Pullman begins chapter three by illustrating that deliberate practice leads to improved performance because it isn’t just repetition. It allows one to improve their skills by constructing new ideas via a process of trial and error. Pullman also mentions the five canons of rhetorical performance, which include, invention, arrangement, style, memory, and delivery. Each of these canons affects the intensity of an argument. The most interesting canon that Pullman illustrates is that of memory. He notes that memory doesn’t merely allow you to regurgitate what you read or hear, but it helps one become more persuasive and accepting of other arguments. I also found it interesting that the way in which an argument is presented (the medium) plays a major role in the acceptance of the argument. Since people read and think differently it is important how you decide to deliver a message. For instance, a teenager would be more inclined to read a twitter post rather than read a lengthy article from The New York Times.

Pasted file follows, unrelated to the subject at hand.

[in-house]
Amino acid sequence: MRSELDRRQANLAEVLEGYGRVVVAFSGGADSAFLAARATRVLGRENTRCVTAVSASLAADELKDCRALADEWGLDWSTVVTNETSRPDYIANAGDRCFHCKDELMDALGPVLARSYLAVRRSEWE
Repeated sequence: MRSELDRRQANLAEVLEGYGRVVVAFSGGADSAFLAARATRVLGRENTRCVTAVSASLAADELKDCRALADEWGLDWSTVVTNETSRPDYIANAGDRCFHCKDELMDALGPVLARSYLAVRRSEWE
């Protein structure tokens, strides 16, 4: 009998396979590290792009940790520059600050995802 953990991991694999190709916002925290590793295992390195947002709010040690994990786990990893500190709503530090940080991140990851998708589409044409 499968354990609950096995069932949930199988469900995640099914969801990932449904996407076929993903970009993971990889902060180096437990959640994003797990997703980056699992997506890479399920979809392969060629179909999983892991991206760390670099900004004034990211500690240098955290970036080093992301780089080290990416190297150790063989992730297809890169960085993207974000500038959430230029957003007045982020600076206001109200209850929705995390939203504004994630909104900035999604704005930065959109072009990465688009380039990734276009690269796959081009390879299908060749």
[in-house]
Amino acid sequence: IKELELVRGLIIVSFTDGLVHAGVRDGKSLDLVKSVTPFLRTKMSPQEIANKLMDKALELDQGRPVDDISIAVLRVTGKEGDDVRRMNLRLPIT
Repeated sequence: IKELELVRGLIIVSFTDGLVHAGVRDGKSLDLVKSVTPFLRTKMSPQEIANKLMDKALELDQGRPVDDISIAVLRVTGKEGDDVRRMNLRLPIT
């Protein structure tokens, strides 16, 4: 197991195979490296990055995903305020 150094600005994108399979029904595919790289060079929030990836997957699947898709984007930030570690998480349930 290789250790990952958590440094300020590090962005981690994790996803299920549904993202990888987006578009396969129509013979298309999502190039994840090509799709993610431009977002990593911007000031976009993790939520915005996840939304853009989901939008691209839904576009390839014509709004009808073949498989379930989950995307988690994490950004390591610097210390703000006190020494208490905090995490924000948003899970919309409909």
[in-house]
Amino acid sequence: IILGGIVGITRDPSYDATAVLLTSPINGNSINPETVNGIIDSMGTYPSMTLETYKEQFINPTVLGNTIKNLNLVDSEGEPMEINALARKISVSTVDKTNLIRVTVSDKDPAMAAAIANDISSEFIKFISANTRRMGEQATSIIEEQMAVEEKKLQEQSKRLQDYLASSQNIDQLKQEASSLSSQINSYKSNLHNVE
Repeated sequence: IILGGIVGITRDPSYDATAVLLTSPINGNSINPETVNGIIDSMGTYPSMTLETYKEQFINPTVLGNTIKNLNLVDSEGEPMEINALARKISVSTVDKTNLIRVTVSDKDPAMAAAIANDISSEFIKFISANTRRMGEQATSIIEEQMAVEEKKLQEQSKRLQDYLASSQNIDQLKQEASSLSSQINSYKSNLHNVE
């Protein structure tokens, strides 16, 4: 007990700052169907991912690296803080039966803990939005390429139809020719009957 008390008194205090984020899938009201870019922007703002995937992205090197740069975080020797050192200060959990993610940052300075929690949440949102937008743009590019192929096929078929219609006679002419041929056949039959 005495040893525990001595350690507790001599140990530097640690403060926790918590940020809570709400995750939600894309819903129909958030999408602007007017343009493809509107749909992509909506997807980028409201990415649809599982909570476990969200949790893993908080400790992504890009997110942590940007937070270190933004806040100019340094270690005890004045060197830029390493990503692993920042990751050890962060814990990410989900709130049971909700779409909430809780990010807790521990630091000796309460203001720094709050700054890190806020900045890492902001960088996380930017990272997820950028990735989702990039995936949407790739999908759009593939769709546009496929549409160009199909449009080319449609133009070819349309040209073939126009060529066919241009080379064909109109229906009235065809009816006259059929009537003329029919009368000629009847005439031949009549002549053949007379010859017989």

In this chapter Pullman introduces dialectic, which he considers a mental discipline. I think that it is important to understand why Pullman delves so deeply into dialectic because it isn’t something that can be easily taught. This mental discipline involves testing beliefs in order to correct values and opinions. Therefore, this means that dialectic is a technique that involves investigation. Not only is it important for testing beliefs but when evaluating or creating arguments, “Dialectic is the conversational equivalent of reading against the grain.” (pg. 131)
Pullman’s suggestions on the ways in which Plato and Aristotle taught dialectic is also quite interesting because it illustrates the complex, yet ornate beauty of rhetoric. Plato taught dialectic in such a way that did not explicitly define the rules of it. Instead, he provided a series of examples to narrow down the idea of dialectic. On the other hand, Aristotle believed his “method of invention was superior.” (pg. 135) Aristotle created topics that illustrates various patterns that would promote further invention. I can appreciate this method more because it did not provide students with solutions, instead he taught them how to create their own. I believe that the creation of new ideas and the application of them to rhetoric help lead to a successful and more orchestrated mastery of the art.